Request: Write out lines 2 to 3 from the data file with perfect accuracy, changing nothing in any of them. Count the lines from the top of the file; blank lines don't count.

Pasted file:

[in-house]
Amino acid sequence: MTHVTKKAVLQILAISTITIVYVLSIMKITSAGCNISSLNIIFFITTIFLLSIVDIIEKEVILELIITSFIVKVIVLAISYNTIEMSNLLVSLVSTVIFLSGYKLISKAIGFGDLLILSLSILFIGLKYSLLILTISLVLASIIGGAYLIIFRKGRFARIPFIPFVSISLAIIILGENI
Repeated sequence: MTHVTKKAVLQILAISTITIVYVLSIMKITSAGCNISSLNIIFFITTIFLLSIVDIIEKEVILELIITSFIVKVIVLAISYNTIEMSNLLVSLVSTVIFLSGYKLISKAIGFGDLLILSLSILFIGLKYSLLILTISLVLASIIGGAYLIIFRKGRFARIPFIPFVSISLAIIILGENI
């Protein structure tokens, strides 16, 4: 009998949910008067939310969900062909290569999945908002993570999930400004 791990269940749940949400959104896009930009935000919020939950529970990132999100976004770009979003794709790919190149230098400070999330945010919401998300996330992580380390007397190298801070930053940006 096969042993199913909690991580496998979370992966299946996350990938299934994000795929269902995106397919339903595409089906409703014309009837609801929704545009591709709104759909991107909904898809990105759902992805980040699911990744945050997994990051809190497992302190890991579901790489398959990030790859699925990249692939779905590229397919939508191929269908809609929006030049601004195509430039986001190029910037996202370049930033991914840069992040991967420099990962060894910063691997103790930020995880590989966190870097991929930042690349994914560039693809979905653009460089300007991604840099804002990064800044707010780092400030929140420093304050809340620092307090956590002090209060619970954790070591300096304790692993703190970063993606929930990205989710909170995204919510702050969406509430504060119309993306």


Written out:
Amino acid sequence: MTHVTKKAVLQILAISTITIVYVLSIMKITSAGCNISSLNIIFFITTIFLLSIVDIIEKEVILELIITSFIVKVIVLAISYNTIEMSNLLVSLVSTVIFLSGYKLISKAIGFGDLLILSLSILFIGLKYSLLILTISLVLASIIGGAYLIIFRKGRFARIPFIPFVSISLAIIILGENI
Repeated sequence: MTHVTKKAVLQILAISTITIVYVLSIMKITSAGCNISSLNIIFFITTIFLLSIVDIIEKEVILELIITSFIVKVIVLAISYNTIEMSNLLVSLVSTVIFLSGYKLISKAIGFGDLLILSLSILFIGLKYSLLILTISLVLASIIGGAYLIIFRKGRFARIPFIPFVSISLAIIILGENI